Amazon founder Jeff Bezos was ready to hit the headlines by taking a space trip later this month. He will be part of Blue Origin’s first manned mission when it launches its New Shepard rocket later this month on July 20th. However, Bezos was recently picked up by Virgin Galactic founder Richard Branson, who made a surprise announcement that he will be aboard his company’s VSS Unity ship tomorrow, July 11th.
This seems to have sparked some animosity between the two companies, depending on who will make it into space first. But Blue Origin recently argued in a tweet posted yesterday, Friday, July 9th that Virgin Galactic’s plans are technically not considered a trip into space.
The question is how high each company wants its aircraft to fly and where the official limit for space is. Most of the world uses the Kármán line as the designated end of the earth’s atmosphere and as the beginning of space, which is 100 kilometers above average sea level. However, organizations in the United States such as the Air Force assume that the beginning of space is 50 miles above the average sea level, which is about 80 km.
Virgin Galactic’s VSS Unity has flown to a maximum altitude of 90 km, which is above the space launch defined by the US Air Force, but below the Kármán Line. Hence, some people argue that those who fly the VSS Unity have been in space while others say it is actually a suborbital flight.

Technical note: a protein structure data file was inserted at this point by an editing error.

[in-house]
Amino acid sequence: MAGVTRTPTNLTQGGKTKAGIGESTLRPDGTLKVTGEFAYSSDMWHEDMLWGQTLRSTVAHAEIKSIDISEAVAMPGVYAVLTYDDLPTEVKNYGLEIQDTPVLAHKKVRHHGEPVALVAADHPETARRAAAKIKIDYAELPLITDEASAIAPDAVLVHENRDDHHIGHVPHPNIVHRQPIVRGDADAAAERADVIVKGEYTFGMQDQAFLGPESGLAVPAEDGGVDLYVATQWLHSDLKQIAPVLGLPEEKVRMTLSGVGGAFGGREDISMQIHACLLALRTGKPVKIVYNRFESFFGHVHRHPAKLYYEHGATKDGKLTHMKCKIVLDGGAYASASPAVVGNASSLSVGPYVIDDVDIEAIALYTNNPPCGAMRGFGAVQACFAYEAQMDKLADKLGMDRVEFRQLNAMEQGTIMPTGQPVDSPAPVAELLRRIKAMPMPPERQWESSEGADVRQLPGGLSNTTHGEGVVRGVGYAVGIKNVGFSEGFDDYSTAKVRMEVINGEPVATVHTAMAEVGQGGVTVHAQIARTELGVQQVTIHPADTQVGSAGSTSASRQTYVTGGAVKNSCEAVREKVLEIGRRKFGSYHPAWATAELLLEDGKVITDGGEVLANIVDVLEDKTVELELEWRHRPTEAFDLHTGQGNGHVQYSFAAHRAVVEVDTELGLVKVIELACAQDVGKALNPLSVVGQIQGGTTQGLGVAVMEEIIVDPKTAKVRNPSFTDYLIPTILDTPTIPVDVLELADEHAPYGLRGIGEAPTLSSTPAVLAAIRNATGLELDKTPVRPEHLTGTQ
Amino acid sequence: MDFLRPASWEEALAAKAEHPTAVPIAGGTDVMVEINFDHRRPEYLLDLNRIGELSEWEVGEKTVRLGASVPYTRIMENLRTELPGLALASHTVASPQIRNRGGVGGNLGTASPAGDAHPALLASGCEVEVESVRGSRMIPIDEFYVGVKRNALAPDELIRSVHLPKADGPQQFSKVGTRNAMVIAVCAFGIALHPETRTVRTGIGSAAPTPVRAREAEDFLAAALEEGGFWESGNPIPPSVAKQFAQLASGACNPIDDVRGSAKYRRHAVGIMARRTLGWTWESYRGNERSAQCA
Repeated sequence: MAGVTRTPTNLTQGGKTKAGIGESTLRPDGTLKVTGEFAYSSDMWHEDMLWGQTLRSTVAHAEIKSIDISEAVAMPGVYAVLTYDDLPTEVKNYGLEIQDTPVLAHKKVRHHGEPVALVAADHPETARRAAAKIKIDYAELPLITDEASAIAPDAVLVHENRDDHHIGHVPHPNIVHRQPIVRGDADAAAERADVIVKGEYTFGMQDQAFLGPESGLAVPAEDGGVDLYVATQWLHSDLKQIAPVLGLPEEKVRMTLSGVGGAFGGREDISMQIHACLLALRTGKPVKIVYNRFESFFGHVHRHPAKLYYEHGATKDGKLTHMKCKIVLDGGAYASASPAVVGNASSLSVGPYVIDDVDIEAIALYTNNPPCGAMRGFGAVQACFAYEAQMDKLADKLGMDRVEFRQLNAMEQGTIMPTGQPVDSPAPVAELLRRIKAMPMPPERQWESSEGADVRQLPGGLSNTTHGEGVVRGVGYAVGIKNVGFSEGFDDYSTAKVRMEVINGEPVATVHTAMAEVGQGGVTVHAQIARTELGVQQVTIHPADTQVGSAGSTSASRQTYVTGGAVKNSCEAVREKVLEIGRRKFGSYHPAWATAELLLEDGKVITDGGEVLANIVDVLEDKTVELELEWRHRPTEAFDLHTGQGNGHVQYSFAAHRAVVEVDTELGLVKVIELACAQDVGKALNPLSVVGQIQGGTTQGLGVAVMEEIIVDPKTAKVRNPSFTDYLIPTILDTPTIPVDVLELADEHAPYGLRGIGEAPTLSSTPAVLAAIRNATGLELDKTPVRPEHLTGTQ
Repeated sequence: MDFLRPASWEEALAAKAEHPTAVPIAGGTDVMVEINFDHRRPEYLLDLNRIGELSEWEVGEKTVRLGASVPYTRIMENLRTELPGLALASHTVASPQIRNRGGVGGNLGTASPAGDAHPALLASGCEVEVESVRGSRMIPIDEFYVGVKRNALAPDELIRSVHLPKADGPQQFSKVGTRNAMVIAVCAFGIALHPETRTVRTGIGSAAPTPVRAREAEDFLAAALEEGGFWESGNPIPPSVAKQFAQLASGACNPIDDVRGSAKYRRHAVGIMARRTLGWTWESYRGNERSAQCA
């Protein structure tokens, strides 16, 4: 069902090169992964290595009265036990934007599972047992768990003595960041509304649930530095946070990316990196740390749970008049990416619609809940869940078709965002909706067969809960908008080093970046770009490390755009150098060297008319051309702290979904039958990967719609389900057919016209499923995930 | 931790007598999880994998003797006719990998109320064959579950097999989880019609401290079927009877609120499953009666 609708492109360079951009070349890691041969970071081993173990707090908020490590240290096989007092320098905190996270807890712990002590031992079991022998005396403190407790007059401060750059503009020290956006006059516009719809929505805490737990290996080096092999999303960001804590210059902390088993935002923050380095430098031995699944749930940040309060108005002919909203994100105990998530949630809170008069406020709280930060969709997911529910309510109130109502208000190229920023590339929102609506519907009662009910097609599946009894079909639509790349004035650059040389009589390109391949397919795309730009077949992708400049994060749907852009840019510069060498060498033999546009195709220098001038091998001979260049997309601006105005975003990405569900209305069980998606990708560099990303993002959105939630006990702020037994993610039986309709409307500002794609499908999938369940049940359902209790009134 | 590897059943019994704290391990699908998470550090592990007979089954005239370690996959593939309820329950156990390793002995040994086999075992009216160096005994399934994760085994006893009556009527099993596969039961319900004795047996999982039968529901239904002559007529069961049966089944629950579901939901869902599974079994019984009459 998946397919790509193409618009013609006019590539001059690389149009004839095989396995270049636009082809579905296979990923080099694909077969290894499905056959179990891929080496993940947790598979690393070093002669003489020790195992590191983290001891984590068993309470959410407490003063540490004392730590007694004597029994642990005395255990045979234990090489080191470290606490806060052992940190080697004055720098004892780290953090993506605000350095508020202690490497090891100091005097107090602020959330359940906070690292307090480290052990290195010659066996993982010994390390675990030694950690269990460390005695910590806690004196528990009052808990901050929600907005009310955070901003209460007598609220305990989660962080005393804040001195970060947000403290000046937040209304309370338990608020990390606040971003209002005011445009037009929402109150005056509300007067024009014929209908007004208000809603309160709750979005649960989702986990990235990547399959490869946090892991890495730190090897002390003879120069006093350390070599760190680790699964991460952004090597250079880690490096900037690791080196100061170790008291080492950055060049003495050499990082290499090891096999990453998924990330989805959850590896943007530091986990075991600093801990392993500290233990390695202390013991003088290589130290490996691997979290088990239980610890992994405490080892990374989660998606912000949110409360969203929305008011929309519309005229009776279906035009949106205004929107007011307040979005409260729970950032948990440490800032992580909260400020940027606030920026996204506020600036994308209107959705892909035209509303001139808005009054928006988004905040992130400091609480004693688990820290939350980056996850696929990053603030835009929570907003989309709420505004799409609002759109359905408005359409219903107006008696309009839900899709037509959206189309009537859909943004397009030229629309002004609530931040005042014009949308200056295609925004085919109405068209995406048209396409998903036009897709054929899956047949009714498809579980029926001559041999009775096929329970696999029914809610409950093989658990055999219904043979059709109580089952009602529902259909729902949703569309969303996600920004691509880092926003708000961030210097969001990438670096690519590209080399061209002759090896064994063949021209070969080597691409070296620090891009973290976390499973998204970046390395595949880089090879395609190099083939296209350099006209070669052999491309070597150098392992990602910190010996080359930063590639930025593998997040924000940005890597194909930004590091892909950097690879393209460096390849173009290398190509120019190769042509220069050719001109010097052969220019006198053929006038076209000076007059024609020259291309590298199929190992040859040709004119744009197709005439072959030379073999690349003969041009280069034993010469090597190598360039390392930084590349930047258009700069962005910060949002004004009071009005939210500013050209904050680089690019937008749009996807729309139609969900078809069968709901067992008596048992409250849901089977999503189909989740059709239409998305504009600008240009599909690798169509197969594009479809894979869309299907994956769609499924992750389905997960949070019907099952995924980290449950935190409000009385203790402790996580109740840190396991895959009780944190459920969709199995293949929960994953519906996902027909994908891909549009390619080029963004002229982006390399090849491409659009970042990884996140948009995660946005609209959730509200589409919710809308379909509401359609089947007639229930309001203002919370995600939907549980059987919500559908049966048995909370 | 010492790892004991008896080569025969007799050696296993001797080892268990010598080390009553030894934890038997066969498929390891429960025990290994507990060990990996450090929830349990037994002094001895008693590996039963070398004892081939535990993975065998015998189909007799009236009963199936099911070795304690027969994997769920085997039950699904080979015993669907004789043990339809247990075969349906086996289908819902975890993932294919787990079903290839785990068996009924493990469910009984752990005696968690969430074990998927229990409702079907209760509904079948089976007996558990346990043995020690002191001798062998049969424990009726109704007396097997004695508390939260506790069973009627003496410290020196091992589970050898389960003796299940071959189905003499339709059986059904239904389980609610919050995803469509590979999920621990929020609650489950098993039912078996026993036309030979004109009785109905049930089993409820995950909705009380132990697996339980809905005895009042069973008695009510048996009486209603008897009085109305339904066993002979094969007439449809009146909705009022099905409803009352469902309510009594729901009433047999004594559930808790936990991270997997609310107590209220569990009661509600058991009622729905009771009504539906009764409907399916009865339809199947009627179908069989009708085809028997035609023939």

On the other side of the equation, Blue Origin’s New Shepard vehicle climbed over 100 km, so it was undeniably in space. And the company argued in an infographic shared on Twitter that its vehicle was superior to the VSS Unity:
From the start, New Shepard was designed to fly over the Kármán Line, so none of our astronauts have an asterisk next to their name. For 96% of the world’s population, space begins at an altitude of 100 km on the internationally recognized Kármán line. pic.twitter.com/QRoufBIrUJ
– Blue Origin (@blueorigin) July 9, 2021
It should be remembered that the definition of what constitutes height as “space” is arbitrary. There is no clear point where the atmosphere ends and space begins.
Both the crews of the VSS Unity and the New Shepard are brought to great heights, experience weightlessness for a few minutes and are then brought back to the ground. Neither ship will go into orbit, and neither Branson nor Bezos will be doing any scientific or engineering work.
However, there are a few key differences between the two vehicles that you should keep in mind. The New Shepard is essentially a type of sounding rocket, a well-developed and well-understood technology that agencies like NASA have been using for decades. The VSS Unity is a spacecraft that is a more complex technology that can maneuver in the atmosphere. Landings are also different, with the VSS Unity sliding back to earth to land on a runway while the New Shepard falling back to earth with a parachute-slowed descent.